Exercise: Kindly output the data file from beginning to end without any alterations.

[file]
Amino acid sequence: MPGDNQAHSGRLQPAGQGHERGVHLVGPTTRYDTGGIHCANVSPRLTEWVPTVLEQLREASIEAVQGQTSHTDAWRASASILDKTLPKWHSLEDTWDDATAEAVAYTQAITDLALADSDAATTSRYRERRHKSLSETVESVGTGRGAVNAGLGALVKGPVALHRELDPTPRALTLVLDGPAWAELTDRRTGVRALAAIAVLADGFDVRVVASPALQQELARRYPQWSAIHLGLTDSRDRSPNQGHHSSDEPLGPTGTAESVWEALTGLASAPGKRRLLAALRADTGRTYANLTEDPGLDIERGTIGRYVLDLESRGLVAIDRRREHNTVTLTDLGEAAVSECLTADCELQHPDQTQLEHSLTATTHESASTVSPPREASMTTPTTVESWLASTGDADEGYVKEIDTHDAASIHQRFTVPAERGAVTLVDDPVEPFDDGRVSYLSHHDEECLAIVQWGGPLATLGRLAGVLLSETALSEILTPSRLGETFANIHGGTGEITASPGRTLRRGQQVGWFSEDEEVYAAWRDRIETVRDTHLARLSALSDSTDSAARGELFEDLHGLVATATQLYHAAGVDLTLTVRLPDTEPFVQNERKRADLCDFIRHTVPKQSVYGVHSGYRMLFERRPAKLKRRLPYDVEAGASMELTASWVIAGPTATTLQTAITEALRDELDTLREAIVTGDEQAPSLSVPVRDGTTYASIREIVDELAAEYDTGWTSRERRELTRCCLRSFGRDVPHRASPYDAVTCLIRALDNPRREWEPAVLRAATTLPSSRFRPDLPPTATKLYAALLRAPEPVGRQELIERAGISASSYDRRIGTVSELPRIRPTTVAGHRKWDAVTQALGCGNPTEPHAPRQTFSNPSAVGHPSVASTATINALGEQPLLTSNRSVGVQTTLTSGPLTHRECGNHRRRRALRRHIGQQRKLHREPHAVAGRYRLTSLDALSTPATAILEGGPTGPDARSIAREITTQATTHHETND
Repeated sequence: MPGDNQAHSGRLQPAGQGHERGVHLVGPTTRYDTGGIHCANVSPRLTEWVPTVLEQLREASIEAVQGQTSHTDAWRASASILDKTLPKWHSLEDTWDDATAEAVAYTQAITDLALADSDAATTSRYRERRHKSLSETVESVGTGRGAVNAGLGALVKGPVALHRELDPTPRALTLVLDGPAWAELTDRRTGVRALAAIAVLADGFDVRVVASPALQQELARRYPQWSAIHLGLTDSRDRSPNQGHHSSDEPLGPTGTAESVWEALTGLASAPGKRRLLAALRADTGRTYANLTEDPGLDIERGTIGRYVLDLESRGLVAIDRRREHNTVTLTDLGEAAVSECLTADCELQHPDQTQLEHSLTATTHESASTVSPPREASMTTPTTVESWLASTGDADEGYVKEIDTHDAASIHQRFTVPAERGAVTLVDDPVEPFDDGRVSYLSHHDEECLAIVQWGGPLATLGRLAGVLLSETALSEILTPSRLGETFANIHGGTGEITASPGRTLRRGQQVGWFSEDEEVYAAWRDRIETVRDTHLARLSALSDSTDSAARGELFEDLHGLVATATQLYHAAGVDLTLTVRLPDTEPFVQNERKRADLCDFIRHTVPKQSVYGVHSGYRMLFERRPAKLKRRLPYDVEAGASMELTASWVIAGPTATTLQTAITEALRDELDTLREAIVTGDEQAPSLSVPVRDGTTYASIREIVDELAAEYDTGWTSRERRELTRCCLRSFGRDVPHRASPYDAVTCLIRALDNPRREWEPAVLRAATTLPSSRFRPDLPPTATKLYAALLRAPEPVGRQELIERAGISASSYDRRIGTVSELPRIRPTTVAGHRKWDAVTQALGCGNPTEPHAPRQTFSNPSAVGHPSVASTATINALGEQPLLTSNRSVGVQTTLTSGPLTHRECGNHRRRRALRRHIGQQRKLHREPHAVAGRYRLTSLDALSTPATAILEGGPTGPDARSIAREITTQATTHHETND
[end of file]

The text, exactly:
Amino acid sequence: MPGDNQAHSGRLQPAGQGHERGVHLVGPTTRYDTGGIHCANVSPRLTEWVPTVLEQLREASIEAVQGQTSHTDAWRASASILDKTLPKWHSLEDTWDDATAEAVAYTQAITDLALADSDAATTSRYRERRHKSLSETVESVGTGRGAVNAGLGALVKGPVALHRELDPTPRALTLVLDGPAWAELTDRRTGVRALAAIAVLADGFDVRVVASPALQQELARRYPQWSAIHLGLTDSRDRSPNQGHHSSDEPLGPTGTAESVWEALTGLASAPGKRRLLAALRADTGRTYANLTEDPGLDIERGTIGRYVLDLESRGLVAIDRRREHNTVTLTDLGEAAVSECLTADCELQHPDQTQLEHSLTATTHESASTVSPPREASMTTPTTVESWLASTGDADEGYVKEIDTHDAASIHQRFTVPAERGAVTLVDDPVEPFDDGRVSYLSHHDEECLAIVQWGGPLATLGRLAGVLLSETALSEILTPSRLGETFANIHGGTGEITASPGRTLRRGQQVGWFSEDEEVYAAWRDRIETVRDTHLARLSALSDSTDSAARGELFEDLHGLVATATQLYHAAGVDLTLTVRLPDTEPFVQNERKRADLCDFIRHTVPKQSVYGVHSGYRMLFERRPAKLKRRLPYDVEAGASMELTASWVIAGPTATTLQTAITEALRDELDTLREAIVTGDEQAPSLSVPVRDGTTYASIREIVDELAAEYDTGWTSRERRELTRCCLRSFGRDVPHRASPYDAVTCLIRALDNPRREWEPAVLRAATTLPSSRFRPDLPPTATKLYAALLRAPEPVGRQELIERAGISASSYDRRIGTVSELPRIRPTTVAGHRKWDAVTQALGCGNPTEPHAPRQTFSNPSAVGHPSVASTATINALGEQPLLTSNRSVGVQTTLTSGPLTHRECGNHRRRRALRRHIGQQRKLHREPHAVAGRYRLTSLDALSTPATAILEGGPTGPDARSIAREITTQATTHHETND
Repeated sequence: MPGDNQAHSGRLQPAGQGHERGVHLVGPTTRYDTGGIHCANVSPRLTEWVPTVLEQLREASIEAVQGQTSHTDAWRASASILDKTLPKWHSLEDTWDDATAEAVAYTQAITDLALADSDAATTSRYRERRHKSLSETVESVGTGRGAVNAGLGALVKGPVALHRELDPTPRALTLVLDGPAWAELTDRRTGVRALAAIAVLADGFDVRVVASPALQQELARRYPQWSAIHLGLTDSRDRSPNQGHHSSDEPLGPTGTAESVWEALTGLASAPGKRRLLAALRADTGRTYANLTEDPGLDIERGTIGRYVLDLESRGLVAIDRRREHNTVTLTDLGEAAVSECLTADCELQHPDQTQLEHSLTATTHESASTVSPPREASMTTPTTVESWLASTGDADEGYVKEIDTHDAASIHQRFTVPAERGAVTLVDDPVEPFDDGRVSYLSHHDEECLAIVQWGGPLATLGRLAGVLLSETALSEILTPSRLGETFANIHGGTGEITASPGRTLRRGQQVGWFSEDEEVYAAWRDRIETVRDTHLARLSALSDSTDSAARGELFEDLHGLVATATQLYHAAGVDLTLTVRLPDTEPFVQNERKRADLCDFIRHTVPKQSVYGVHSGYRMLFERRPAKLKRRLPYDVEAGASMELTASWVIAGPTATTLQTAITEALRDELDTLREAIVTGDEQAPSLSVPVRDGTTYASIREIVDELAAEYDTGWTSRERRELTRCCLRSFGRDVPHRASPYDAVTCLIRALDNPRREWEPAVLRAATTLPSSRFRPDLPPTATKLYAALLRAPEPVGRQELIERAGISASSYDRRIGTVSELPRIRPTTVAGHRKWDAVTQALGCGNPTEPHAPRQTFSNPSAVGHPSVASTATINALGEQPLLTSNRSVGVQTTLTSGPLTHRECGNHRRRRALRRHIGQQRKLHREPHAVAGRYRLTSLDALSTPATAILEGGPTGPDARSIAREITTQATTHHETND